Loaded configuration is either your loaded php.ini file or your apache.conf or httpd.conf or virtualhost file. Those files are only read once during the startup stage (when you first start apache httpd or php-fpm, for example) and only overridden by runtime configuration changes. Making sure that display_errors = 1 and error_reporting = -1 in your loaded configuration file ensures that you will never see a WSOD regardless of syntax or parse error that occur before a runtime change like ini_set(‘display_errors’, 1); or error_reporting(E_ALL); can take place.
How to find your (php.ini) loaded configuration files
To locate your loaded configuration file(s) just create a new PHP file with only the following code…
“);
ini_set ( “error_append_string”, “

“);
}

……………………………………………………
error_reporting(E_ALL | E_STRICT);
ini_set(‘display_errors’, 1);
ini_set(‘html_errors’, 1);

In addition, you can get more detailed information with xdebug.
……………………………………………………
I recommend Nette Tracy for better visualization of errors and exceptions in PHP:

……………………………………………………
error_reporting(E_ALL | E_STRICT);

And turn on display errors in php.ini
……………………………………………………
You can register your own error handler in PHP. Dumping all errors to a file might help you in these obscure cases, for example. Note that your function will get called, no matter what your current error_reporting is set to. Very basic example:

function dump_error_to_file($errno, $errstr) {
file_put_contents(‘/tmp/php-errors’, date(‘Y-m-d H:i:s – ‘) . $errstr, FILE_APPEND);
}
set_error_handler(‘dump_error_to_file’);

……………………………………………………
The two key lines you need to get useful errors out of PHP are:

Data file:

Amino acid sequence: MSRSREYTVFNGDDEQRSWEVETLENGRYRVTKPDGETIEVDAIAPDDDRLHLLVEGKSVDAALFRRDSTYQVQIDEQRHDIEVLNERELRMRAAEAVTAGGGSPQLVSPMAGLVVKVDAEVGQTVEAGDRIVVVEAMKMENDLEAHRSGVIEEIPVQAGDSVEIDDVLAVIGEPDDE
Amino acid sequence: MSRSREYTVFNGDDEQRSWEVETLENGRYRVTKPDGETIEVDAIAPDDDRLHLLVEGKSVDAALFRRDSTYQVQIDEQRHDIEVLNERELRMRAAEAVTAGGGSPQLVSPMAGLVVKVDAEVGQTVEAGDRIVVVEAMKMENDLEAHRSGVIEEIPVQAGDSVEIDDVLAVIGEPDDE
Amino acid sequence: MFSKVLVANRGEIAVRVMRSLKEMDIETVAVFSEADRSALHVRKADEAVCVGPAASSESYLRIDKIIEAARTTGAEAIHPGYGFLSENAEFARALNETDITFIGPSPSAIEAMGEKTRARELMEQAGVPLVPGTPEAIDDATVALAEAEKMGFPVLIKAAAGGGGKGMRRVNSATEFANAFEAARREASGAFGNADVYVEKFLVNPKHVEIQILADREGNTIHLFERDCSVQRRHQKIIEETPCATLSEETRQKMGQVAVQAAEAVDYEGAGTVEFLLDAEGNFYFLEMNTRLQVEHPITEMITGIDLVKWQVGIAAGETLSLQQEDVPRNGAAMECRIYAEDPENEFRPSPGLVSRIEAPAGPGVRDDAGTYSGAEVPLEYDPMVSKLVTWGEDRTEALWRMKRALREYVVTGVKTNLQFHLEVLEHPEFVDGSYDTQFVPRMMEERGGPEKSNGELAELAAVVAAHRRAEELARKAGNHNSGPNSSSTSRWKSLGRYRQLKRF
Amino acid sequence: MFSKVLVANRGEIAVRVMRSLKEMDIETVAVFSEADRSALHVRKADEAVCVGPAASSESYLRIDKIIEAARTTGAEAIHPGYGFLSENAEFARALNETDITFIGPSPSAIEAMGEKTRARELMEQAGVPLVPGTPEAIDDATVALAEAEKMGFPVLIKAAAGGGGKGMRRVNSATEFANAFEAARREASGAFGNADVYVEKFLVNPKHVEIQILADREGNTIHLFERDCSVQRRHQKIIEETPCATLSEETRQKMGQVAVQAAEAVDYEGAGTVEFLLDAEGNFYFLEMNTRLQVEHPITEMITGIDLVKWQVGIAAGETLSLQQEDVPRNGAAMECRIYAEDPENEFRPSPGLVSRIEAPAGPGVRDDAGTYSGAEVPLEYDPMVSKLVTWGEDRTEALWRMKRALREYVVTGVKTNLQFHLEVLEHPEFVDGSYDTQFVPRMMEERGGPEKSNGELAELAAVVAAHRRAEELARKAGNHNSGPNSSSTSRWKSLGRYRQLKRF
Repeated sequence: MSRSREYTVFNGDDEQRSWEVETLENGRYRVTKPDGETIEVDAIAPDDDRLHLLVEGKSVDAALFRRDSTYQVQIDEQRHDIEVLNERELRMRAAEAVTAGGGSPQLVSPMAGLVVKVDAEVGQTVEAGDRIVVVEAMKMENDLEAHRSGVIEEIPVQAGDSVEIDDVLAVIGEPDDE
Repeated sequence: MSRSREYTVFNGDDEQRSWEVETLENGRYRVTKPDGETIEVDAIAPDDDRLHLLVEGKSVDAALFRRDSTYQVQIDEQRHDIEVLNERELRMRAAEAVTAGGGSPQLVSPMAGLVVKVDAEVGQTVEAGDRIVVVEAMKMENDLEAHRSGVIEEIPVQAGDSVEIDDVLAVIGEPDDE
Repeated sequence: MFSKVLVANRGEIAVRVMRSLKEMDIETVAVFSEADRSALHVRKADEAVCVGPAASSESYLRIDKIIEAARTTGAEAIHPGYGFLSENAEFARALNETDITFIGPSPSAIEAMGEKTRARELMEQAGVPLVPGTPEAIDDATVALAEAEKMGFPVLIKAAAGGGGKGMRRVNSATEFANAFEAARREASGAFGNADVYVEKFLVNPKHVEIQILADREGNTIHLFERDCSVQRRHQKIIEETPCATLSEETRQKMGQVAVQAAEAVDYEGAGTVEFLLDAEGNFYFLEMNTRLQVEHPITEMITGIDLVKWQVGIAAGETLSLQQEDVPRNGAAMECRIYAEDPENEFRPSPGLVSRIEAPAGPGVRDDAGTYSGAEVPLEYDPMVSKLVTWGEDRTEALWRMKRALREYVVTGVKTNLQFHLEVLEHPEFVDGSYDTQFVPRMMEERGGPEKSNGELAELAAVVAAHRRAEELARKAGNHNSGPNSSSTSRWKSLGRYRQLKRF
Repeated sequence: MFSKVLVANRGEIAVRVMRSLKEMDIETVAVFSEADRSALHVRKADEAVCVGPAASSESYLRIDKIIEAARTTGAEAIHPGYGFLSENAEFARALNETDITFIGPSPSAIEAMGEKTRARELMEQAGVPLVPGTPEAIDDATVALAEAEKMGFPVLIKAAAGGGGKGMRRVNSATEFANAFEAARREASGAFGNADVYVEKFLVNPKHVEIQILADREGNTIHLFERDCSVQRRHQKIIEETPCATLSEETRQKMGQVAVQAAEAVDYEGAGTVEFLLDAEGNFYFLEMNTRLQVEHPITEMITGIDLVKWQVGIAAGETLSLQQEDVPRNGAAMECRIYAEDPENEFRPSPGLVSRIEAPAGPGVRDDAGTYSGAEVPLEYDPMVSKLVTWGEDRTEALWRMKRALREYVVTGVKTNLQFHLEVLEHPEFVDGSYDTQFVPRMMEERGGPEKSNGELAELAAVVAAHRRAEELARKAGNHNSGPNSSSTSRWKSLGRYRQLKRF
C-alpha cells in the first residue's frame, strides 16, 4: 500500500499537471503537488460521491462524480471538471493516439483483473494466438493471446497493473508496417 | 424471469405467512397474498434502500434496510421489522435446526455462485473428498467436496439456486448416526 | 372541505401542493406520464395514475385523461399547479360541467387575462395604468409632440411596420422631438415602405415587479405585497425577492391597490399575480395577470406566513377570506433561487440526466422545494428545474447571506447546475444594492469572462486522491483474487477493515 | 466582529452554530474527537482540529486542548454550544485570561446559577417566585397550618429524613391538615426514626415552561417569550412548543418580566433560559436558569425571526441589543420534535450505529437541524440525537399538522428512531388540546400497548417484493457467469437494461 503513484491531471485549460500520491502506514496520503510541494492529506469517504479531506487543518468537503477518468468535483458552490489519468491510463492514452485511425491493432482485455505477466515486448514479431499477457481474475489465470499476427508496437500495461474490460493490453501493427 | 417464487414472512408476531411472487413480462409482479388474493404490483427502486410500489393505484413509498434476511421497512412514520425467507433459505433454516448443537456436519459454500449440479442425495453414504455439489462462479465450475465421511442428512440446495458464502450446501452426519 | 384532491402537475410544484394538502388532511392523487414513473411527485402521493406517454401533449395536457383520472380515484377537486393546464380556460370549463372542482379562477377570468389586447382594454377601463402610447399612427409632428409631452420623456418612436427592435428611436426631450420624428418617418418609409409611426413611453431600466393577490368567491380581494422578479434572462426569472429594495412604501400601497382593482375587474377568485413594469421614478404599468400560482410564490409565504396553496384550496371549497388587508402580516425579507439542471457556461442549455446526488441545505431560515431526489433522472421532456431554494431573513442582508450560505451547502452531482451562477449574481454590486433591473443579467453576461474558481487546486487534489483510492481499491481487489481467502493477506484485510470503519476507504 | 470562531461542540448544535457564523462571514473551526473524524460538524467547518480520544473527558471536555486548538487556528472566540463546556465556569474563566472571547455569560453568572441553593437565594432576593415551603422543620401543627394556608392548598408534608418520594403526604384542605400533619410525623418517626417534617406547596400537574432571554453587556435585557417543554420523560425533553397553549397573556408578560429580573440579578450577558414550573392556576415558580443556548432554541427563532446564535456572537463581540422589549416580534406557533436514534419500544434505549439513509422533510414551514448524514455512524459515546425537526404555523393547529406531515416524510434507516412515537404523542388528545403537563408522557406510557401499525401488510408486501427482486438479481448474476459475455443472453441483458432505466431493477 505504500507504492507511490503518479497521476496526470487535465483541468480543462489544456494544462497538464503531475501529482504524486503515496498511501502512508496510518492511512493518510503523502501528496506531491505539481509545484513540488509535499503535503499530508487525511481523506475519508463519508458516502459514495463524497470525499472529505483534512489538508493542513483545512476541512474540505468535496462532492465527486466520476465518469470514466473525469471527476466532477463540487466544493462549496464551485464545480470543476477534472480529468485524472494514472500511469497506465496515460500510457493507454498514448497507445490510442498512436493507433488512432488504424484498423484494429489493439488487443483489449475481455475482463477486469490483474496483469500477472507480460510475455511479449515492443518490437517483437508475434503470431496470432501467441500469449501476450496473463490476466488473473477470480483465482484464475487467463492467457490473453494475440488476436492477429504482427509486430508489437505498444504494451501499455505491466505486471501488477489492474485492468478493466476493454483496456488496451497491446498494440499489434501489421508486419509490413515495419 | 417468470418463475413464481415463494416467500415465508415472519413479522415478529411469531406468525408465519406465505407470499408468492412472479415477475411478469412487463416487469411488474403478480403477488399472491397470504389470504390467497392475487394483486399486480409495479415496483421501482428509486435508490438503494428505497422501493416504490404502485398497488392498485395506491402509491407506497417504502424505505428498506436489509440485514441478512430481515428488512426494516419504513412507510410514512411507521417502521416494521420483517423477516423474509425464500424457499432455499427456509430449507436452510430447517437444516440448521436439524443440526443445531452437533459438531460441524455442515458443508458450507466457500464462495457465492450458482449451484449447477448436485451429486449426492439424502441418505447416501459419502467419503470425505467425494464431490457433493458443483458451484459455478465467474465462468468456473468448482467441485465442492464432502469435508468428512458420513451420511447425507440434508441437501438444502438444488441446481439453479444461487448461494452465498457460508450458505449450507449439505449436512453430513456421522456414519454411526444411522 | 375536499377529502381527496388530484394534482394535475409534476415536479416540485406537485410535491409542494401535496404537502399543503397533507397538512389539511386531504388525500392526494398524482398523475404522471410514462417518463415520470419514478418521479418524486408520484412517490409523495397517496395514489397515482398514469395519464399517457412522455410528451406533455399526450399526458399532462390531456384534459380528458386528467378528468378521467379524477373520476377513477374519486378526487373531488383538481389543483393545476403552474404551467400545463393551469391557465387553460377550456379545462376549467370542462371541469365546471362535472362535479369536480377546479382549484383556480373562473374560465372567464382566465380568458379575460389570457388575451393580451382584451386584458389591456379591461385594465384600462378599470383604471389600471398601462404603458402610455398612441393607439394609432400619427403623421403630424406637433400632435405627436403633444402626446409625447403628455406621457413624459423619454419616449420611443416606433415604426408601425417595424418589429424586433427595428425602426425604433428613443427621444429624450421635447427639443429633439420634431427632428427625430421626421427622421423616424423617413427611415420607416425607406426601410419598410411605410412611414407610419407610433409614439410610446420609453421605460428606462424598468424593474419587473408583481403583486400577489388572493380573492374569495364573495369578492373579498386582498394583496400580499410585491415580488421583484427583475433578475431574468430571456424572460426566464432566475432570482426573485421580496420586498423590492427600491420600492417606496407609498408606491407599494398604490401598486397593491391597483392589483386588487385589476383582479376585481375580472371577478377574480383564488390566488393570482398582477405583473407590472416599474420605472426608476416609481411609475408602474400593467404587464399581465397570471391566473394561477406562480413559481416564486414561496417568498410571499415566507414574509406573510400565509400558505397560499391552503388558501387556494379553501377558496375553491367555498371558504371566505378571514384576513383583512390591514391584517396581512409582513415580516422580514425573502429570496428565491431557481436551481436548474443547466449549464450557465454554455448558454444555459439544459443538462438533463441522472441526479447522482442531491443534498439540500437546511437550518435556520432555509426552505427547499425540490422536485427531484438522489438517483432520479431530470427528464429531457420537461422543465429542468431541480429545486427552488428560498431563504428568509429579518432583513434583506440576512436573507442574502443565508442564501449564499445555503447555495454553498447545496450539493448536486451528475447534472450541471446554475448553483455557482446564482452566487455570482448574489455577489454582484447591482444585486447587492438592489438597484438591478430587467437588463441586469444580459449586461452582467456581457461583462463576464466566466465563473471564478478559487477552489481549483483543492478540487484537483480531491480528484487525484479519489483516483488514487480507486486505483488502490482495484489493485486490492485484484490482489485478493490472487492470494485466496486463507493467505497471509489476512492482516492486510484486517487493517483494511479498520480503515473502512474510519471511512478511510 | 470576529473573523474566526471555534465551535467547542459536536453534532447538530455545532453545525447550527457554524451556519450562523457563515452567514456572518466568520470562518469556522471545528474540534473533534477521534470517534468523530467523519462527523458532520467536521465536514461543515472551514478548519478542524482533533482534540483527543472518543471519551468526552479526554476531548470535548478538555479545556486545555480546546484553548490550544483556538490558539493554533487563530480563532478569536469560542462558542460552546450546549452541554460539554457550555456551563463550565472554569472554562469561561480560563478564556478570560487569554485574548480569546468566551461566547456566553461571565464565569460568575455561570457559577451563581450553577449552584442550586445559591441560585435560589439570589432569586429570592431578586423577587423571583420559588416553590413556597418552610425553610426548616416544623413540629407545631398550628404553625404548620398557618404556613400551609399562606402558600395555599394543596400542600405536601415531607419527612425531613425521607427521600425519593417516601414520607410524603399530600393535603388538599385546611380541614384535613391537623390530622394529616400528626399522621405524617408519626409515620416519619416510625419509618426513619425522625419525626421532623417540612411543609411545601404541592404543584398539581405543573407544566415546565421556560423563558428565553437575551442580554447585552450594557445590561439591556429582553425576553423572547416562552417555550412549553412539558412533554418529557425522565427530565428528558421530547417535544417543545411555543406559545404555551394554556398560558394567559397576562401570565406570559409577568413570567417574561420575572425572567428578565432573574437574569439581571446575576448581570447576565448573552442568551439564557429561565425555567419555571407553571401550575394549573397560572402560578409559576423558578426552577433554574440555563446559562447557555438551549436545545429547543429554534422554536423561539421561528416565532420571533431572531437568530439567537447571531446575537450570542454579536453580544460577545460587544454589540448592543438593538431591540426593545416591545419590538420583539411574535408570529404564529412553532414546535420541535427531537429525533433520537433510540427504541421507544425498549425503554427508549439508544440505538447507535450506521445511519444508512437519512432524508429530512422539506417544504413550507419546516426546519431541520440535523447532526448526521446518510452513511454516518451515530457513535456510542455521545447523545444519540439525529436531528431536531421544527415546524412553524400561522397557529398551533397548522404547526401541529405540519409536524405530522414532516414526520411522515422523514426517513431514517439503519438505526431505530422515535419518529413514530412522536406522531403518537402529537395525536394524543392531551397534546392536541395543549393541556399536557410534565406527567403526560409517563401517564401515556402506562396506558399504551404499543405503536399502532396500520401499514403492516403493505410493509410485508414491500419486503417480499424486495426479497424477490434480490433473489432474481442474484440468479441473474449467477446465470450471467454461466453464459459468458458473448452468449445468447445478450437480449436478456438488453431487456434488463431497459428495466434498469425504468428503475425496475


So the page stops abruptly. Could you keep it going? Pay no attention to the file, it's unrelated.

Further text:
ini_set(‘display_errors’,1);
error_reporting(E_ALL);

As pointed out by other contributors, these are switched off by default for security reasons. As a useful tip – when you’re setting up your site it’s handy to do a switch for your different environments so that these errors are ON by default in your local and development environments. This can be achieved with the following code (ideally in your index.php or config file so this is active from the start):

switch($_SERVER[‘SERVER_NAME’])
{
// local
case ‘yourdomain.dev’:
// dev
case ‘dev.yourdomain.com’:
ini_set(‘display_errors’,1);
error_reporting(E_ALL);
break;
//live
case ‘yourdomain.com’:
//…
break;
}

……………………………………………………
open your php.ini,
make sure it’s set to:

display_errors = On

restart your server.
……………………………………………………
You might also want to try PHPStorm as your code editor. It will find many PHP and other syntax errors right as you are typing in the editor.
……………………………………………………
if you are a ubuntu user then goto your terminal and run this command

sudo tail -50f /var/log/apache2/error.log

where it will display recent 50 errors.
There is a error file error.log for apache2 which logs all the errors.
……………………………………………………
To turn on full error reporting, add this to your script:

error_reporting(E_ALL);

This causes even minimal warnings to show up. And, just in case:

ini_set(‘display_errors’, ‘1’);

Will force the display of errors. This should be turned off in production servers, but not when you’re developing.
……………………………………………………
The “ERRORS” are the most useful things for the developers to know their mistakes and resolved them to make the system working perfect.

PHP provides some of better ways to know the developers why and where their piece of code is getting the errors, so by knowing those errors developers can make their code better in many ways.

Best ways to write following two lines on the top of script to get all errors messages:

error_reporting(E_ALL);
ini_set(“display_errors”, 1);

Another way to use debugger tools like xdebug in your IDE.
……………………………………………………
In addition to all the wonderful answers here, I’d like to throw in a special mention for the MySQLi and PDO libraries.

In order to…

Always see database related errors, and
Avoid checking the return types for methods to see if something went wrong

The best option is to configure the libraries to throw exceptions.

MySQLi

Add this near the top of your script

mysqli_report(MYSQLI_REPORT_ERROR | MYSQLI_REPORT_STRICT);